Illustration in advertising with Gary Neill

There is a question every Art Director needs to ask themselves once they get their idea down. Should this campaign be a photograph, or should it be an illustration? A strong notion presented by Gary Neill and then eagerly backed by Alexandra Taylor herself, so dear god, it must be true. There are many benefits to deciding what media you’ll be using before you get down to executing. So, how do you choose? To help you determine the answer to this question, I raise you another question. Is there an emotion the brand has that I should be portraying? Out of photography and illustration, which one will get it across best? Remember that the execution-style should enhance the idea, not reframe it. It should communicate all of the product benefits without compromising your new idea around it, and one of these two options, depending on your concept, will certainly do it better than the other. 

There are certain things illustration will communicate more seamlessly than photography and vice versa. One benefit of illustration is that it can make light of heavy topics, allowing them to become more digestible. Harriet Noble’s campaign for the Lady Garden Foundation shows women looking at their labias from all sorts of fascinatingly difficult angles. If they had used photography for this campaign, not only would it have come across as too shocking and overwhelmed the message, but I also do not think there is a woman alive flexible enough to get into the positions they were showcasing. On a more serious note, the use of Noble’s work allowed the Lady Garden Foundation to give itself a branded look. For charities especially, being instantly recognisable helps them build trust with the public, which makes them feel more credible and allows for more donations to roll in. Overall, illustration can also give greater creative control to the brand and feel more vibrant than photographs in some instances. But what happens when you need a more tangible feel to your work? Can illustration work there too? 

An undeniable disadvantage of illustration is that it will just never be as credible as the perfect photograph. But luckily, for illustration, there is rarely the perfect photograph out there for the exact idea you are trying to portray. Collages are a way to inject more creative control and character into a campaign while keeping the realism photography brings. Online magazines such as The Athletic and The Coaches Voice sport a very similar tone of voice. With torn edges and graphic marks all over their photographic collages, you can tell they’re here to tell you the football scores, but not which is which. This is a small trap that collages can set for you. If you’re not careful, they can all end up looking the same. Removing all of that coveted credibility you were after in the first place. Bear this in mind if you choose to go down the photographic path. Allow it to be a warning that if it’s trendy, it’s definitely not unique.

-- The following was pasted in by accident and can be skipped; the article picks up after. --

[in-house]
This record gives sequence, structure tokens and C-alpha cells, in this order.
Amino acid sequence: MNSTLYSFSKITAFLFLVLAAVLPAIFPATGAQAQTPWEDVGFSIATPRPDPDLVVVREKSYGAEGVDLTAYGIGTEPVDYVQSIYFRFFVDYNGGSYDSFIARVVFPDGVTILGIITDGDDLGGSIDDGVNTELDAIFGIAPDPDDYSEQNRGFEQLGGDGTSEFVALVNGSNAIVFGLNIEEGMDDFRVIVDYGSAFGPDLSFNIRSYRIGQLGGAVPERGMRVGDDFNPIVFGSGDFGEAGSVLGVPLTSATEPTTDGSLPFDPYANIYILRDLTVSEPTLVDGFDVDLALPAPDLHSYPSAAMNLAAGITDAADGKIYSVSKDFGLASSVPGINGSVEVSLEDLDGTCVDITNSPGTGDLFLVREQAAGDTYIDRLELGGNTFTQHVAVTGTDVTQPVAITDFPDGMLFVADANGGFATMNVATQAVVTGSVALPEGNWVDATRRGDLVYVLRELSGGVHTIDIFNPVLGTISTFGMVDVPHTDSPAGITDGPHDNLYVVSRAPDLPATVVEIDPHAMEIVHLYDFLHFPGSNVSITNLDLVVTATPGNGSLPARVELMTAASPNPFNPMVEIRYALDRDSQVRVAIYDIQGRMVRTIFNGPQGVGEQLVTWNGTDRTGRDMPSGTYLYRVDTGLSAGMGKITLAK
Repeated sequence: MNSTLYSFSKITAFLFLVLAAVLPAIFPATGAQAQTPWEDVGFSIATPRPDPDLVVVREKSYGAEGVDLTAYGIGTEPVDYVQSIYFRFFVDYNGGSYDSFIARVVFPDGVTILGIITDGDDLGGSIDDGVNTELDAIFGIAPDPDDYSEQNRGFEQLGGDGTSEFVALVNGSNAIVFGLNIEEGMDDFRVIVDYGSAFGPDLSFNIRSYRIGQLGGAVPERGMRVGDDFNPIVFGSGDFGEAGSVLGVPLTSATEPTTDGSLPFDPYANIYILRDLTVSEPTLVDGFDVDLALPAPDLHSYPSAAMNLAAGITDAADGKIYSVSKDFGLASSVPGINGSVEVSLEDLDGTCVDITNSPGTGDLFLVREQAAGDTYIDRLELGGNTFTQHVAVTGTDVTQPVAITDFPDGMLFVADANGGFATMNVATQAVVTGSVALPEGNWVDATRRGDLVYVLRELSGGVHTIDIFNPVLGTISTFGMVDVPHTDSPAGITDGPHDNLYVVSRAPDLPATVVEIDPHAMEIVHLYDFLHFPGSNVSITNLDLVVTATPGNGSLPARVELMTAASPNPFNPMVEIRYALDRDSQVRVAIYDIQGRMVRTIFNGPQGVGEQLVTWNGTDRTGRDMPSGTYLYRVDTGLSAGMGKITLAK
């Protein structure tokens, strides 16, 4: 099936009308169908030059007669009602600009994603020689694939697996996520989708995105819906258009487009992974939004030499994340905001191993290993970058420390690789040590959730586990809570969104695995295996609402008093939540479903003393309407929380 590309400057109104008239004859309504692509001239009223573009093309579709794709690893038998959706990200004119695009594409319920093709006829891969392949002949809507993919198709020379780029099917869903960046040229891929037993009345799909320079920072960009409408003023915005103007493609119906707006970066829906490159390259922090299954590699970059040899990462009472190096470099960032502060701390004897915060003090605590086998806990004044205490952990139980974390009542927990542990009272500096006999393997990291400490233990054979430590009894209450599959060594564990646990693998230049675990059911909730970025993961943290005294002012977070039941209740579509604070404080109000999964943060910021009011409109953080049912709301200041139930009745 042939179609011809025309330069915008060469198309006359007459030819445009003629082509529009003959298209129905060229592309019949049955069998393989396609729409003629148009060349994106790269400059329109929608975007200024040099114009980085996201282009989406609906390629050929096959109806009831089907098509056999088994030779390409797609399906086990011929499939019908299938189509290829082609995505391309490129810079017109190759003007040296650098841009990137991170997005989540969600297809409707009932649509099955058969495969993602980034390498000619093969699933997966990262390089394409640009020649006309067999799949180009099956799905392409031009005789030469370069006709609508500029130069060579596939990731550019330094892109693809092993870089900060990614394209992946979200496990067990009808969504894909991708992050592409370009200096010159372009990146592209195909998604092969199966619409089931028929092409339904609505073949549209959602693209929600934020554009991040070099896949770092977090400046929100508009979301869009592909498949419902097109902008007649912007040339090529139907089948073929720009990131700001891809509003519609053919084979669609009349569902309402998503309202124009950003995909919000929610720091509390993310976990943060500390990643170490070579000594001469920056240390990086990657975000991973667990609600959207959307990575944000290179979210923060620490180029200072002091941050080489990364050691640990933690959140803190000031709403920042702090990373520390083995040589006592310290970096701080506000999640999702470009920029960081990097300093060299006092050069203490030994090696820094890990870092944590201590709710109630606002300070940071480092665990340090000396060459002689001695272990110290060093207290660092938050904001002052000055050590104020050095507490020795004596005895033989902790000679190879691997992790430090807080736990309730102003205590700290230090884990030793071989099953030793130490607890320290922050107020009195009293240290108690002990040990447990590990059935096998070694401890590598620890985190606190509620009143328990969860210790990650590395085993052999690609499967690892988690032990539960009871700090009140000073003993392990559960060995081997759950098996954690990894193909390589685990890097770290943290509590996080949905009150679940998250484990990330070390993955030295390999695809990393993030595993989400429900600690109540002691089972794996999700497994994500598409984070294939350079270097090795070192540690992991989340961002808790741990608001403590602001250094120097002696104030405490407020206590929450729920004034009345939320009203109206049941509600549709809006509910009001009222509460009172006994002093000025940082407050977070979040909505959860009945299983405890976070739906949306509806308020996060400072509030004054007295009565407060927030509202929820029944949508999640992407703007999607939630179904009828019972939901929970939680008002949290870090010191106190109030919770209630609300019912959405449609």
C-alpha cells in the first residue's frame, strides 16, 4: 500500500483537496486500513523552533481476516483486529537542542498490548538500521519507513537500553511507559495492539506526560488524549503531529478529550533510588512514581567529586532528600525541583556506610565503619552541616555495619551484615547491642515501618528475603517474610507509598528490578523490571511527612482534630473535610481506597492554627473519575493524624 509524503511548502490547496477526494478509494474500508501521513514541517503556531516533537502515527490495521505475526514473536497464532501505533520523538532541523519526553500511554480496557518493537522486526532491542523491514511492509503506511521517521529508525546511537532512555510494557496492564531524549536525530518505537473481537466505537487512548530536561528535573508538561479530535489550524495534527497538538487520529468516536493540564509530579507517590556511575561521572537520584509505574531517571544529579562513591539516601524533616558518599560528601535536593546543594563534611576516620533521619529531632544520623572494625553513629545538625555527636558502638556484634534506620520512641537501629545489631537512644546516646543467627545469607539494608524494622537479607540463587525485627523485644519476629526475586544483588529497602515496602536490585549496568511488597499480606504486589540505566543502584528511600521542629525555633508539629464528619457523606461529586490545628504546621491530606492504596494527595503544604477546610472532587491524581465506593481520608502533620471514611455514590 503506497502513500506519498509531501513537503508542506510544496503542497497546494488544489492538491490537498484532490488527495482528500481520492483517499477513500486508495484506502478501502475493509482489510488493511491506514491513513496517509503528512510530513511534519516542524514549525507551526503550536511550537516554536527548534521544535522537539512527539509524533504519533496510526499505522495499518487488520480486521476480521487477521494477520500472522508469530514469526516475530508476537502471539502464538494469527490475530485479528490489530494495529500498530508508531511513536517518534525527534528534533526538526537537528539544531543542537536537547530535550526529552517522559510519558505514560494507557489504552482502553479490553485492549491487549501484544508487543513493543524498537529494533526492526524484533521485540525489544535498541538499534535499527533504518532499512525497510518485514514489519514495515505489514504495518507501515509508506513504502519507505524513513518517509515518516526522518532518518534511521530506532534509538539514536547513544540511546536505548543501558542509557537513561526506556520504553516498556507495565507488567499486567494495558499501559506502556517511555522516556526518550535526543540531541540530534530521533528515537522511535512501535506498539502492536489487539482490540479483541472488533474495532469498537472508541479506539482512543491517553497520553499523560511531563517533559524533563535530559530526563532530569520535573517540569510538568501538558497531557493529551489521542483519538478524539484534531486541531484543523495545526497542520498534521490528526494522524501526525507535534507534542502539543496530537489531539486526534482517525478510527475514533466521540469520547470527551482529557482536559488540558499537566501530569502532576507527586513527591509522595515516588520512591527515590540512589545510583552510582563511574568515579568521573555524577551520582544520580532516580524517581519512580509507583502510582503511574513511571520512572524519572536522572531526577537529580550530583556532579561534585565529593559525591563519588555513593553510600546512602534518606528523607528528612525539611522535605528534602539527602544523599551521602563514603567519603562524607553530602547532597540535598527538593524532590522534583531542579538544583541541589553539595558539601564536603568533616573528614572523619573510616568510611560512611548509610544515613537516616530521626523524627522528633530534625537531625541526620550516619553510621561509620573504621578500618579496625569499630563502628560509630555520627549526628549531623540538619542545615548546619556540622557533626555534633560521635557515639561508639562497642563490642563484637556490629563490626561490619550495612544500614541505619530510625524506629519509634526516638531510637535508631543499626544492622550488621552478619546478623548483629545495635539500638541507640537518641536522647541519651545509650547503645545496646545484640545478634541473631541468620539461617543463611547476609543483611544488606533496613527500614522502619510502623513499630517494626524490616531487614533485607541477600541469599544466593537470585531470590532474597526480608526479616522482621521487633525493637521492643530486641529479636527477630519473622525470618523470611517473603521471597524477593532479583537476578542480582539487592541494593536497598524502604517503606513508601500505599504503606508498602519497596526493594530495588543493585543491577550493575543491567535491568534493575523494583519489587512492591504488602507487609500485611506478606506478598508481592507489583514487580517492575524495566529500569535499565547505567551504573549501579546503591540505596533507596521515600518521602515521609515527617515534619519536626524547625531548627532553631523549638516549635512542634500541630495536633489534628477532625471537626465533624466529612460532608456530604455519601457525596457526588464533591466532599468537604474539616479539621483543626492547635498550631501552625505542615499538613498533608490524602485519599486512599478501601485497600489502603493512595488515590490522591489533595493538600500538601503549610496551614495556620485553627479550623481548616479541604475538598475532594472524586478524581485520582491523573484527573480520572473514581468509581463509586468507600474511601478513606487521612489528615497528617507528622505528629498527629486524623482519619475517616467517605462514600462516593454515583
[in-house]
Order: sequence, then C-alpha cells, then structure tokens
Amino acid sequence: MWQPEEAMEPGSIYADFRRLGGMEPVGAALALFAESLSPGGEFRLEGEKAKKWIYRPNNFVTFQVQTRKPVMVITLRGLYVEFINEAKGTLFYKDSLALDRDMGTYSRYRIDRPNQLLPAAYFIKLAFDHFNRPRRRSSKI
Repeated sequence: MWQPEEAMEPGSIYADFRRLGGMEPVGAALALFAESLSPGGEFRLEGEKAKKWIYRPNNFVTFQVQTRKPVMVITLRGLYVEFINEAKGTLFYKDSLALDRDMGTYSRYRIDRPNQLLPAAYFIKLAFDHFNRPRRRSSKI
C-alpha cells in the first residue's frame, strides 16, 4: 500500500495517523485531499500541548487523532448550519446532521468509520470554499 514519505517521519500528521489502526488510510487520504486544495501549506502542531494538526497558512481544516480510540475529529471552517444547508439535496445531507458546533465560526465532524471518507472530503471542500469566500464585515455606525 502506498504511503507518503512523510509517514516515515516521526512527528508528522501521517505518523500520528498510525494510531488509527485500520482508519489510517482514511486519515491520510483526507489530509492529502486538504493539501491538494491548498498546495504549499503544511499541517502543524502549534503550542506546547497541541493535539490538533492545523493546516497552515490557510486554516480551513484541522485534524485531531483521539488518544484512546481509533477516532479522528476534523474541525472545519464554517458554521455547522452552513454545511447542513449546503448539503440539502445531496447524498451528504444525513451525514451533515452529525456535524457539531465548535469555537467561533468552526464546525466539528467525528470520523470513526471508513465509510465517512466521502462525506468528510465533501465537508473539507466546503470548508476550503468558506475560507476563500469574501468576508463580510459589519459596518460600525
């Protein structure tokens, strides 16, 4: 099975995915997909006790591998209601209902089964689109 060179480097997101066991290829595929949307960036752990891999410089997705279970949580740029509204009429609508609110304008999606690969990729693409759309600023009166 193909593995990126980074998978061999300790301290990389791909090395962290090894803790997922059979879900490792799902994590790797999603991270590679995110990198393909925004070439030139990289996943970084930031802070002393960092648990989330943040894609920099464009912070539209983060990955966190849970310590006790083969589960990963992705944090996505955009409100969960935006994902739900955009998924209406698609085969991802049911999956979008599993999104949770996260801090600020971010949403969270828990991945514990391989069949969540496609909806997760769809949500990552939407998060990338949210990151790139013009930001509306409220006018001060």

At the end of this class, I wondered whether we’d looked into photography’s advantages enough. As a born illustrator, Gary made a strong case for illustration. But in a world where AI is now bubbling under the surface of all creative things, threatening poor photographers on a daily basis with their six-fingered AI-generated humans, I can’t help but feel that photography deserves more credit than this. The magic in photography is not so much the picture but the organic moment. That is one thing that AI will never be able to capture and we will certainly never be able to art direct (although I think Alex Taylor may argue against this). There is a true magic in photographs. However, we are advertisers. Our job is to sell, and we do not have the time to sit and wait for the perfect organic moment to sell the most perfect part of our product. We simply must create as close to it as we can, and it seems that illustration and carefully controlled photography may be the way forward.

Illustration agency names to bear in mind: 

Heart Agency 

Central Illustration 

Big Active 

Handsome Frank


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